... Cavett's piece on Sarah Palin was insufferably supercilious. With dripping disdain, he sniffed at her "frayed syntax, bungled grammar and run-on sentences." He called her "the serial syntax-killer from Wasilla High," "one who seems to have no first language."...Ha ha. Really. (I say in blogspeak, proving Cavett's a dick.)
How can it be that so many highly educated Americans have so little historical and cultural consciousness that they identify their own native patois as an eternal mark of intelligence, talent and political aptitude?
In sonorous real life, Cavett's slow, measured, self-interrupting and clause-ridden syntax is 50 years out of date. Guess what: There has been a revolution in English -- registered in the 1950s in the street slang, colloquial locutions and assertive rhythms of both Beat poetry and rock 'n' roll and now spread far and wide on the Web in the standard jazziness of blogspeak. Does Cavett really mean to offer himself as a linguistic gatekeeper for political achievers in this country?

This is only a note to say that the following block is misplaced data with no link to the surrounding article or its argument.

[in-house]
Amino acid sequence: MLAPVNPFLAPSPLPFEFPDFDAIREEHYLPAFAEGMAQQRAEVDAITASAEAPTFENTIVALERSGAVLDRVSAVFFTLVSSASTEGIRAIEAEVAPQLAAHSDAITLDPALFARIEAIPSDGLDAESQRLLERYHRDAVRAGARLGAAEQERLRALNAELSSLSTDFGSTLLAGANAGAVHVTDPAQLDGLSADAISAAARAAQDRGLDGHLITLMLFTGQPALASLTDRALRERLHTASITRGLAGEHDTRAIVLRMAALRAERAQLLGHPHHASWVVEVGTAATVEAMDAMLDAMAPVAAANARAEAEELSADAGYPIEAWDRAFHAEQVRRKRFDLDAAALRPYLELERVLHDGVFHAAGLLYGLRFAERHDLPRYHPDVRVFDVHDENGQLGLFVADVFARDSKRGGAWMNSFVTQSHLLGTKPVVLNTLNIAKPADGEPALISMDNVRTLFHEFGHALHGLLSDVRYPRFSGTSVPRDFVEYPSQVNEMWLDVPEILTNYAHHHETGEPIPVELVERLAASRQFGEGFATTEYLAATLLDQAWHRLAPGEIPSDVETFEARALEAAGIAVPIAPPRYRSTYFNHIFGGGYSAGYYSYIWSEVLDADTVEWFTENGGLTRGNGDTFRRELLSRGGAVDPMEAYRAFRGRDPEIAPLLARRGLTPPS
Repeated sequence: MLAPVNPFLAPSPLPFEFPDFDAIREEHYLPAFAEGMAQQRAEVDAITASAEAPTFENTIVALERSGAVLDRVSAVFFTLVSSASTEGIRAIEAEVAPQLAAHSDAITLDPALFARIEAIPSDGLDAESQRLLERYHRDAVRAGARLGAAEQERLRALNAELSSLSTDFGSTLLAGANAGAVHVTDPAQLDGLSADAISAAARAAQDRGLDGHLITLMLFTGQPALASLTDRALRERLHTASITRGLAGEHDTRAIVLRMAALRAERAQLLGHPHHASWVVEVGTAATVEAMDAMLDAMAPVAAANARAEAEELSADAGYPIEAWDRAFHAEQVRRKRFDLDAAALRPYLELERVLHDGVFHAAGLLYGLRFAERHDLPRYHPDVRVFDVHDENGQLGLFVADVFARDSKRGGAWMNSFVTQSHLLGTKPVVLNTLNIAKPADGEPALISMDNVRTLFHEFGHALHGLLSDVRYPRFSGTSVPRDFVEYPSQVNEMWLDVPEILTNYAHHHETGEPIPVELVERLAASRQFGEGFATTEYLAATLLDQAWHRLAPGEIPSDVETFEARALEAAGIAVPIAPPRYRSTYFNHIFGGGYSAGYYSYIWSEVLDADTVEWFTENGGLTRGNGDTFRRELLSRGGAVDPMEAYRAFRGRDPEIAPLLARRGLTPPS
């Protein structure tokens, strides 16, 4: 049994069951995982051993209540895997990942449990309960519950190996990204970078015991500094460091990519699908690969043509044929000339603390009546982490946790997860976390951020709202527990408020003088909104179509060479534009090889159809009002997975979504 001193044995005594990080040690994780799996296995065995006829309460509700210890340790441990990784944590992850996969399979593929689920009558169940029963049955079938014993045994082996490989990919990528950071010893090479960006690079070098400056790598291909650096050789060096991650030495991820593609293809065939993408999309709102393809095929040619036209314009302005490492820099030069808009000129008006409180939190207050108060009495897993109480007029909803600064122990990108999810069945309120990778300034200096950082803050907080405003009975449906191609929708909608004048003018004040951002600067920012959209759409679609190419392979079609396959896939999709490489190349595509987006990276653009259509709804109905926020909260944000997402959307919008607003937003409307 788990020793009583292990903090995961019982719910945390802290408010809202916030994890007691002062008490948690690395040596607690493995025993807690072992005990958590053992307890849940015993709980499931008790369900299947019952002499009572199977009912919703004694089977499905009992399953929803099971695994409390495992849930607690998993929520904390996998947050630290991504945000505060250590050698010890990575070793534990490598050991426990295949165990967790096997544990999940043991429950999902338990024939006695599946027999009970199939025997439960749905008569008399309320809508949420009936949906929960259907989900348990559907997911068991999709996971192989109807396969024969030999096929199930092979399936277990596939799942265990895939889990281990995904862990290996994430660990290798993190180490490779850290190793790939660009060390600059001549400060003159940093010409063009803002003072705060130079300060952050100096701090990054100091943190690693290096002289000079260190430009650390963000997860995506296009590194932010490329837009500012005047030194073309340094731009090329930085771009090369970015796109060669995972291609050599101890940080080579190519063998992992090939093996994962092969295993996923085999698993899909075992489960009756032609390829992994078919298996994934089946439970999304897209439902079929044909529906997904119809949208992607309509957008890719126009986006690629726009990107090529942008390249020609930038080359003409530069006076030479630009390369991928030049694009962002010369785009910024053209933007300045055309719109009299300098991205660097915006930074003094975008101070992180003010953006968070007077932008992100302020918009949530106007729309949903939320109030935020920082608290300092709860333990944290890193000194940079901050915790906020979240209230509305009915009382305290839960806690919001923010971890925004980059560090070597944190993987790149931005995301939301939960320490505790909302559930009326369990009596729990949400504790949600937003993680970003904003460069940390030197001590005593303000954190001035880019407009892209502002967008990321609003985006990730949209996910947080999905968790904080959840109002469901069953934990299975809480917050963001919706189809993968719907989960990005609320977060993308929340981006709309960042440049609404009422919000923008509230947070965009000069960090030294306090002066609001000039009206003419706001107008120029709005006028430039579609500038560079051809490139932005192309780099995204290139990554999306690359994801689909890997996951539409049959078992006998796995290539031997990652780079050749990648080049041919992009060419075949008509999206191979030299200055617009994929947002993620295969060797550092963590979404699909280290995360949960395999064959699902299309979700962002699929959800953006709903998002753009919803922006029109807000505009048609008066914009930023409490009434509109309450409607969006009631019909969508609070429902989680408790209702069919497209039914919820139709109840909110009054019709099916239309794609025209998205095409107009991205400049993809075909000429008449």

I am very sorry that he, and so many other members of the educational elite, cannot take pleasure as I do in the quick, sometimes jagged, but always exuberant way that Palin speaks -- which is closer to street rapping than to the smug bourgeois cadences of the affluent professional class.Dick says:
Some of what Ms. P. says is so dumb that I assumed, at first, that it was meant to be funny. But I think I’m wrong. It would be strange of her — considering the number of arrows already in her daunting intellectual quiver — to suddenly attempt humor.That's very old-fashioned humor, you know, Dick. The street rappers of today would never put it like that.
I seem to remember Sarah Palin rapping, though. Oh, yeah, here.
When I say Obama, you say Ayers...